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7 - Nurturing Reciprocity in Public Policy

Published online by Cambridge University Press:  06 July 2019

Adam Oliver
Affiliation:
London School of Economics and Political Science
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Summary

Reciprocity, if harnessed in the right way, can serve as a force for good, but it can wither and thus needs to be nourished. This chapter suggests three nutrients. First, reciprocity should be emphasised in the political discourse. If we want social structures that support the basic human motivation to reciprocate and hence cooperate, then how they do so ought to be explained clearly. Second, the decentralisation of more of the management of public services to local planners, purchasers and providers is advisable, partly because securing reciprocal motivations and actions and abating egoistical ones is more difficult the larger the group, partly because this would afford greater local level innovation, which, if good results were shown, could be disseminated cross-regionally, and partly because local level actors will be more in tune with the objectives and priorities of the people they serve. Third, there ought to be policy action on reducing the high concentrations of income and wealth within small percentages of the population, because if one wants people to give and take it makes sense to create conditions where they do not feel that others are merely taking.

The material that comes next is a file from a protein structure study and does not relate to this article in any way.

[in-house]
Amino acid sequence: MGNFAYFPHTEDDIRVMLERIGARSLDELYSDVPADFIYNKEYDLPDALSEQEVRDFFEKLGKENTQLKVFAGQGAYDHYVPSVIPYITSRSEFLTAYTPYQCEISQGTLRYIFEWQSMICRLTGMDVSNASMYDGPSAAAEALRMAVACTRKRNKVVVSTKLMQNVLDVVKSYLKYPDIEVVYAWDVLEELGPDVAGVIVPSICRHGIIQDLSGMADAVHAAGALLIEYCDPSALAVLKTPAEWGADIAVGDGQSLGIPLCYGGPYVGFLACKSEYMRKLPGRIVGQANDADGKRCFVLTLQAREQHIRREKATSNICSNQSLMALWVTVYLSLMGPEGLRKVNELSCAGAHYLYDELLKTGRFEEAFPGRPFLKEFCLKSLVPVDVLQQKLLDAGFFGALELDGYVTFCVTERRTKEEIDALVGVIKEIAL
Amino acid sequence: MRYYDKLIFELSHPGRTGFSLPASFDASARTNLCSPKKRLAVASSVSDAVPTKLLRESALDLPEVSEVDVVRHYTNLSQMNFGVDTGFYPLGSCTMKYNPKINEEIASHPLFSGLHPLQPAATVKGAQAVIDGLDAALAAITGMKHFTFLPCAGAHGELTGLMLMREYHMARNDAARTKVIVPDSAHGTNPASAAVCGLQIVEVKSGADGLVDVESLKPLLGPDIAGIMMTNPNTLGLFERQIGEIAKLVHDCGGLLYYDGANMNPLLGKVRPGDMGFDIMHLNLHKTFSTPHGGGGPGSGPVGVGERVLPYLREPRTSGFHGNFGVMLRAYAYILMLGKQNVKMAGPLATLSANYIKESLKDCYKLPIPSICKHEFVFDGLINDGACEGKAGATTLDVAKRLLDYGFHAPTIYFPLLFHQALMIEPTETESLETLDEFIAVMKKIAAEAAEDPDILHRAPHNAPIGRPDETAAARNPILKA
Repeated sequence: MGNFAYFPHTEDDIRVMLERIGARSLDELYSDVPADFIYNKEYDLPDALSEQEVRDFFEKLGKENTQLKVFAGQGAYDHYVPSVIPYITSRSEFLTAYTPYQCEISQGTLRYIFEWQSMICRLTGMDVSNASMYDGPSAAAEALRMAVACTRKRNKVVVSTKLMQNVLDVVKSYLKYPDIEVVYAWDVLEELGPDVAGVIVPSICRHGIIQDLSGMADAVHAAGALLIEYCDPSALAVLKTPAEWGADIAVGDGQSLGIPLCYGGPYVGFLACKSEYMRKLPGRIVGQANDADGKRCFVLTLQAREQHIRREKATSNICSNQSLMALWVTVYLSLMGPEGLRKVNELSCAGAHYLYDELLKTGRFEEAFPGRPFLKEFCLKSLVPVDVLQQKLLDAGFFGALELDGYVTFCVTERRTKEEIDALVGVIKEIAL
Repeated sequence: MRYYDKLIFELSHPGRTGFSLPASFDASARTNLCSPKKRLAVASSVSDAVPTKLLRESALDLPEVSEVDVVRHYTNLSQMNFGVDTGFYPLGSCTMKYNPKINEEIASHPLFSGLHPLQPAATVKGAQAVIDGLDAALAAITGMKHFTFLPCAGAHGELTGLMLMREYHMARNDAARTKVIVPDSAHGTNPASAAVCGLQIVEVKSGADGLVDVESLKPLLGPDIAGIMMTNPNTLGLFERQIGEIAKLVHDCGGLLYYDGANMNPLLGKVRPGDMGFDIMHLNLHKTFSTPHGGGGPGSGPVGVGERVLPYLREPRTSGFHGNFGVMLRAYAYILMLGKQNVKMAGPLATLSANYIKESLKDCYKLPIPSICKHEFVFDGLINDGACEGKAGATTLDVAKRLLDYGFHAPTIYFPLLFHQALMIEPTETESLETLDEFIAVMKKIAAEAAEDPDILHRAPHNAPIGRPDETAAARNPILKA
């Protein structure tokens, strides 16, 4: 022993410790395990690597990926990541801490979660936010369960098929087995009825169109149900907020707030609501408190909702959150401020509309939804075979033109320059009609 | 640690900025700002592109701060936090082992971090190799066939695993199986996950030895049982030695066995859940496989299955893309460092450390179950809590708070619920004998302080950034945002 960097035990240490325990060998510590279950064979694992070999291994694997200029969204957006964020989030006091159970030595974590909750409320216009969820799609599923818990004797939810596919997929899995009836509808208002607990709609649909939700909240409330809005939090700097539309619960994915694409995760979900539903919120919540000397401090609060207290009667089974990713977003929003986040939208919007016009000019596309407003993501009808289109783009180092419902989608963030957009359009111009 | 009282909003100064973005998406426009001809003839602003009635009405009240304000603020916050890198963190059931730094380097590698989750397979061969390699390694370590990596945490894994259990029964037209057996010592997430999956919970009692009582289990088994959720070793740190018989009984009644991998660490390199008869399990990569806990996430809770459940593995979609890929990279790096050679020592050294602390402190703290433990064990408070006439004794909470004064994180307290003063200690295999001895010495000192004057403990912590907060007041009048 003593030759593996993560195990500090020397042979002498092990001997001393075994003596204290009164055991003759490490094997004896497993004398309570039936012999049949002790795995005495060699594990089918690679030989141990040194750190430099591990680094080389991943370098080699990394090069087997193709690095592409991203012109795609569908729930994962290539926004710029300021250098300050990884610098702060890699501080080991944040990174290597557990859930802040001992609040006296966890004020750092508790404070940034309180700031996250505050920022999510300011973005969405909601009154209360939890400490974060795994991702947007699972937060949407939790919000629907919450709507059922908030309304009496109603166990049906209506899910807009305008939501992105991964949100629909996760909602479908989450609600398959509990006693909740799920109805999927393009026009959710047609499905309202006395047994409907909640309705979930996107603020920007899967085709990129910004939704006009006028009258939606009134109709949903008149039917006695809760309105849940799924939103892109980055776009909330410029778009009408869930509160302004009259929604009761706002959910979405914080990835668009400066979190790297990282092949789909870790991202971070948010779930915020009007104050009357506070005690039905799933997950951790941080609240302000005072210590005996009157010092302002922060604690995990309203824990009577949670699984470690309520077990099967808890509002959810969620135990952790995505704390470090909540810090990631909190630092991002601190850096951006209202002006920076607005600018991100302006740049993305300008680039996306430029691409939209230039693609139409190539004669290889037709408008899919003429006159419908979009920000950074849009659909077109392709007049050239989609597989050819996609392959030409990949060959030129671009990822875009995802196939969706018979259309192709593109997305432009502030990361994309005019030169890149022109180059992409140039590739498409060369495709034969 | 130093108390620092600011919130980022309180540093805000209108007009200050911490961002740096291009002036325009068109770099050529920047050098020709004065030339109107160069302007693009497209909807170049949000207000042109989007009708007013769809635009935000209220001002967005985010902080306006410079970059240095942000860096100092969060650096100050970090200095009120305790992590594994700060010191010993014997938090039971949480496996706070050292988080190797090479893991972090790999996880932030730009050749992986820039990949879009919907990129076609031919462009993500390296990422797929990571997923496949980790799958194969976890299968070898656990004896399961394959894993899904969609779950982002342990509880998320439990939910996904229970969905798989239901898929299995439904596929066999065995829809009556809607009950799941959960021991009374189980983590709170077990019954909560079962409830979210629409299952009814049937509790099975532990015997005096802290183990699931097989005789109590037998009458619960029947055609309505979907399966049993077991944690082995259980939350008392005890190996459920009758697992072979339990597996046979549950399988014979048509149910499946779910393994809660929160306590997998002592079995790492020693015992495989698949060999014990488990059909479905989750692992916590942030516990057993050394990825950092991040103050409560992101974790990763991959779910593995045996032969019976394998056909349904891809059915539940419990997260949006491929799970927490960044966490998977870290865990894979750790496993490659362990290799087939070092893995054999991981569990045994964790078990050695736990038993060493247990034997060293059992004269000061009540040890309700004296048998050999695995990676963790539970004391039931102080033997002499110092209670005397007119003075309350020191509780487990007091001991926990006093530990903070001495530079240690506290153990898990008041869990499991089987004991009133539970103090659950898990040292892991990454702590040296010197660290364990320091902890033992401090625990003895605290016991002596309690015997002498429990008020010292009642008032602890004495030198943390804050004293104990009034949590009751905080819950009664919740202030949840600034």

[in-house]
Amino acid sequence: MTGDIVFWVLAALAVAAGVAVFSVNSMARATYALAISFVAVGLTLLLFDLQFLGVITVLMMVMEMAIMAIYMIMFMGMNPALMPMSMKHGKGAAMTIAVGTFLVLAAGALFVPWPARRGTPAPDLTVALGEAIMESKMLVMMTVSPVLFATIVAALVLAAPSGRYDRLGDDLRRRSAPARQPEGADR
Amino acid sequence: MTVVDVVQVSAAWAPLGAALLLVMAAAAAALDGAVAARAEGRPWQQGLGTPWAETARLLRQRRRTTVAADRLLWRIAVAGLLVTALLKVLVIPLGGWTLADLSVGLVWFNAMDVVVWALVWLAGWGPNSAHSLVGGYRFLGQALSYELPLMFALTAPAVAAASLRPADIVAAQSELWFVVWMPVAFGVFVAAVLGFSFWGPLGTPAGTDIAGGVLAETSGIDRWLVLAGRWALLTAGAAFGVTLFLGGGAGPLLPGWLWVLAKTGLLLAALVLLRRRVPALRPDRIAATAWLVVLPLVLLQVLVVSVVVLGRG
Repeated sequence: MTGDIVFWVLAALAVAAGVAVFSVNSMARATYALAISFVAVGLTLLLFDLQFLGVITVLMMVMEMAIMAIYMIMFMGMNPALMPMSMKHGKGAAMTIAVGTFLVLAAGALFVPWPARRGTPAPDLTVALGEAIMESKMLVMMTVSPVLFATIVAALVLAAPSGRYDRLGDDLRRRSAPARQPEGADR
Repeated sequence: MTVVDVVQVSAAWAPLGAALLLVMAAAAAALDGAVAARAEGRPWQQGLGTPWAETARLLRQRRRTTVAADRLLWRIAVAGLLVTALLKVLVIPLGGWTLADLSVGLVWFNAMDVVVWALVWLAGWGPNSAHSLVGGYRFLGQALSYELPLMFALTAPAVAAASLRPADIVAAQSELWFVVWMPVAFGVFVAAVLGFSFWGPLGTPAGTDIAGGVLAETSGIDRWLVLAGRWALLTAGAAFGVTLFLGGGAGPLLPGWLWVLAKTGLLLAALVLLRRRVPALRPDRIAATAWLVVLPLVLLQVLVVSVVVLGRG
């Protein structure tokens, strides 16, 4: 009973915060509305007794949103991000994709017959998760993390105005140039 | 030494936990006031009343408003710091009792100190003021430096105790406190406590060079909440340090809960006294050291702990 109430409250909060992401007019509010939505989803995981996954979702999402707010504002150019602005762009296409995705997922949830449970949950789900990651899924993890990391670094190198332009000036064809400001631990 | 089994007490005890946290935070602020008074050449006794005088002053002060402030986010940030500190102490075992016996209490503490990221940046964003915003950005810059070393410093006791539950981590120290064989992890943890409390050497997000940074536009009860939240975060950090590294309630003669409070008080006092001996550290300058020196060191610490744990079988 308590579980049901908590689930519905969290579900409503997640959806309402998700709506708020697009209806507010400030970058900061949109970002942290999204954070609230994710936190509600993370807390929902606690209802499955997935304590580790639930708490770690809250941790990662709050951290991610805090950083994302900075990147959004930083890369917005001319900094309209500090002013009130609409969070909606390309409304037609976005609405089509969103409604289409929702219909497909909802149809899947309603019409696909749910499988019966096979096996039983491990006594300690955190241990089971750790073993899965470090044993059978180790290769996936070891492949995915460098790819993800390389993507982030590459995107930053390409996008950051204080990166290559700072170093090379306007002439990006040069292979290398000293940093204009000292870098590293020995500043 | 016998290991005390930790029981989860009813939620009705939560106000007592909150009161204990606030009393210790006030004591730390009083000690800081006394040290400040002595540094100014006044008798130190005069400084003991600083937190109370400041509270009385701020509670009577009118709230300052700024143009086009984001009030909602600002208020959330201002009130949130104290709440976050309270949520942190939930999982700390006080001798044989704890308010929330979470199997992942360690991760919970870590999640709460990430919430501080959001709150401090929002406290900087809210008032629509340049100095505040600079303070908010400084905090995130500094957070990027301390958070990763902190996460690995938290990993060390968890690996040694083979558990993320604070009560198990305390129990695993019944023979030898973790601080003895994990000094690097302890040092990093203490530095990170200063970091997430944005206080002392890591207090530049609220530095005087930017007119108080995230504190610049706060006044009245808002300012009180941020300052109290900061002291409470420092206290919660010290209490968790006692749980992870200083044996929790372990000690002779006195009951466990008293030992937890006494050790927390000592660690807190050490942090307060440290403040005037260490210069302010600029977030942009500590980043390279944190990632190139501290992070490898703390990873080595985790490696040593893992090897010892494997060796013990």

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Publisher: Cambridge University Press
Print publication year: 2019

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  • Nurturing Reciprocity in Public Policy
  • Adam Oliver, London School of Economics and Political Science
  • Book: Reciprocity and the Art of Behavioural Public Policy
  • Online publication: 06 July 2019
  • Chapter DOI: https://doi.org/10.1017/9781108647755.007
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  • Nurturing Reciprocity in Public Policy
  • Adam Oliver, London School of Economics and Political Science
  • Book: Reciprocity and the Art of Behavioural Public Policy
  • Online publication: 06 July 2019
  • Chapter DOI: https://doi.org/10.1017/9781108647755.007
Available formats
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Save book to Google Drive

To save content items to your account, please confirm that you agree to abide by our usage policies. If this is the first time you use this feature, you will be asked to authorise Cambridge Core to connect with your account. Find out more about saving content to Google Drive.

  • Nurturing Reciprocity in Public Policy
  • Adam Oliver, London School of Economics and Political Science
  • Book: Reciprocity and the Art of Behavioural Public Policy
  • Online publication: 06 July 2019
  • Chapter DOI: https://doi.org/10.1017/9781108647755.007
Available formats
×